Motility and functional gastrointestinal disorders have high prevalence in the community, cause significant morbidity, and represent a major health care burden. Despite major advances in our understanding of the cellular and molecular basis of gastrointestinal neuromuscular functions, many of these diseases still defy mechanistic explanations. The biopsychosocial model underlying the current classification of functional gastrointestinal disorders recognizes and integrates the pathogenetic role of genetic, environmental, and psychosocial factors but has not been associated with specific molecular mechanisms.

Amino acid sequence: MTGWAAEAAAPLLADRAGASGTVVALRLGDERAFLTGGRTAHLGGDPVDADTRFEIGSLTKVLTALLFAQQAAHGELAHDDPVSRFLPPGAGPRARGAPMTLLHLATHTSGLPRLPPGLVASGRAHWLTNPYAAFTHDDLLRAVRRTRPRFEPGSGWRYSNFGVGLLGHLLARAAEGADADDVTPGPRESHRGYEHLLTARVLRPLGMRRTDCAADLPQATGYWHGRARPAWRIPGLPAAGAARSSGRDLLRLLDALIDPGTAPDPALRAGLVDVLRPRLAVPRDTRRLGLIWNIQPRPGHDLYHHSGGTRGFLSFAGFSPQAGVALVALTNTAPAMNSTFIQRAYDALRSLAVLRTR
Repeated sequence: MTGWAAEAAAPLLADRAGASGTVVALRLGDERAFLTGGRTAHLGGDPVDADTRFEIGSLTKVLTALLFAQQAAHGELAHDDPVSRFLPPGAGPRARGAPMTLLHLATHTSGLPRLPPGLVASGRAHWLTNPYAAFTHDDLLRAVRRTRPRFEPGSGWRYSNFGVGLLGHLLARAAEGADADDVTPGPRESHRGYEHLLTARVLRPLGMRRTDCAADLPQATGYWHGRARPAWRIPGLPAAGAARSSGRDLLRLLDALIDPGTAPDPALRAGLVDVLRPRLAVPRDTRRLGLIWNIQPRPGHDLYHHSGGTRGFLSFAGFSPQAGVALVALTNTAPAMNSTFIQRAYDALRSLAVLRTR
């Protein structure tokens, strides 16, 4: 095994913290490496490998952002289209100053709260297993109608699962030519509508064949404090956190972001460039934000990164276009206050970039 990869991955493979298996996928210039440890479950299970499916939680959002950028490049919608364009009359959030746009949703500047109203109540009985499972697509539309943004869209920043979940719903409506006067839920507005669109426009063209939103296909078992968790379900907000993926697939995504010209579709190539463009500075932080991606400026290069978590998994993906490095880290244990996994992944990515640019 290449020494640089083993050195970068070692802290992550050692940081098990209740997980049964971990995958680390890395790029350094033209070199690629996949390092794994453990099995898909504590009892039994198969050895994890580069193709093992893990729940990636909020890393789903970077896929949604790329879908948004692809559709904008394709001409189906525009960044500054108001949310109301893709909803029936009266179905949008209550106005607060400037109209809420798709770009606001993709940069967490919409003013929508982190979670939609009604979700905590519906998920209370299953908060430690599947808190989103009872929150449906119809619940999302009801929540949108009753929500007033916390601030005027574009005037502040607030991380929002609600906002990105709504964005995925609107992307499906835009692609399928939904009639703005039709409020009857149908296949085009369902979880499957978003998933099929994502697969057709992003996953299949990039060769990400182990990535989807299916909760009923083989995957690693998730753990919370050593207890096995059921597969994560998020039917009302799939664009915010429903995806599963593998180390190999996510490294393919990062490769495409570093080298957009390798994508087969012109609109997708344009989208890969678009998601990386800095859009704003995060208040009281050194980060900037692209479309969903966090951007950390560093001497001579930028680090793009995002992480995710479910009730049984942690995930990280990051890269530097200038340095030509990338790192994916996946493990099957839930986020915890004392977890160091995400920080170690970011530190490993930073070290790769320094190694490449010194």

Here, we propose that this integrative function is encoded in the chromatin, composed of the DNA and associated histone and non-histone proteins and non-coding RNA. By establishing epigenetically heritable 'molecular memories' of past stimuli including environmental challenges, the chromatin determines an individual's responses to future insults and translates them into high-order outputs such as symptoms and illness behavior. Thus, surveying epigenetic signatures throughout the genome of affected cells in individual patients may make it possible to better understand and ultimately control the phenomena described by the biopsychosocial model. In this review, we provide a high-level but comprehensive description of the concepts and mechanisms underlying epigenetics and chromatin dynamics, describe the mechanisms whereby the environment can alter the epigenome and identify aspects of functional gastrointestinal and motility disorders where epigenetic mechanisms are most likely to play important roles.
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